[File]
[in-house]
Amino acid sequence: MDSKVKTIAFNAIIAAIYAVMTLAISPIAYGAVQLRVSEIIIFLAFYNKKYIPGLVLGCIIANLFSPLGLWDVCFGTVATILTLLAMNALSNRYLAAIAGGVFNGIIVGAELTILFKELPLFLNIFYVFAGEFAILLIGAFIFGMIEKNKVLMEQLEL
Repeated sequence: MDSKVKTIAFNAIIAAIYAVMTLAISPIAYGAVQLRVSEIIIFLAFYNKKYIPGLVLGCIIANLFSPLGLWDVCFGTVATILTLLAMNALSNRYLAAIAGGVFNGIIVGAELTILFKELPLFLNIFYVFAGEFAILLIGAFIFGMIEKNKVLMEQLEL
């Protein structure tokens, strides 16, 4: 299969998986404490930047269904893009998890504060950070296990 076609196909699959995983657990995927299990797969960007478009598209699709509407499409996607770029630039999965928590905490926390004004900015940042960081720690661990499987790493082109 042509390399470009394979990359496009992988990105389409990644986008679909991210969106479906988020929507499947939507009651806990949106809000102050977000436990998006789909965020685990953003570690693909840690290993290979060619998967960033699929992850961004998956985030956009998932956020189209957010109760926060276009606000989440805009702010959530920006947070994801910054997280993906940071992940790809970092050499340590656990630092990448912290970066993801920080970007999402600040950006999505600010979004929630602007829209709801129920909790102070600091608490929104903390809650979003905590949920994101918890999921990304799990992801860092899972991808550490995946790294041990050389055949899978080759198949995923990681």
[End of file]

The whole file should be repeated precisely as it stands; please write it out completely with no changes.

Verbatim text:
[in-house]
Amino acid sequence: MDSKVKTIAFNAIIAAIYAVMTLAISPIAYGAVQLRVSEIIIFLAFYNKKYIPGLVLGCIIANLFSPLGLWDVCFGTVATILTLLAMNALSNRYLAAIAGGVFNGIIVGAELTILFKELPLFLNIFYVFAGEFAILLIGAFIFGMIEKNKVLMEQLEL
Repeated sequence: MDSKVKTIAFNAIIAAIYAVMTLAISPIAYGAVQLRVSEIIIFLAFYNKKYIPGLVLGCIIANLFSPLGLWDVCFGTVATILTLLAMNALSNRYLAAIAGGVFNGIIVGAELTILFKELPLFLNIFYVFAGEFAILLIGAFIFGMIEKNKVLMEQLEL
């Protein structure tokens, strides 16, 4: 299969998986404490930047269904893009998890504060950070296990 076609196909699959995983657990995927299990797969960007478009598209699709509407499409996607770029630039999965928590905490926390004004900015940042960081720690661990499987790493082109 042509390399470009394979990359496009992988990105389409990644986008679909991210969106479906988020929507499947939507009651806990949106809000102050977000436990998006789909965020685990953003570690693909840690290993290979060619998967960033699929992850961004998956985030956009998932956020189209957010109760926060276009606000989440805009702010959530920006947070994801910054997280993906940071992940790809970092050499340590656990630092990448912290970066993801920080970007999402600040950006999505600010979004929630602007829209709801129920909790102070600091608490929104903390809650979003905590949920994101918890999921990304799990992801860092899972991808550490995946790294041990050389055949899978080759198949995923990681």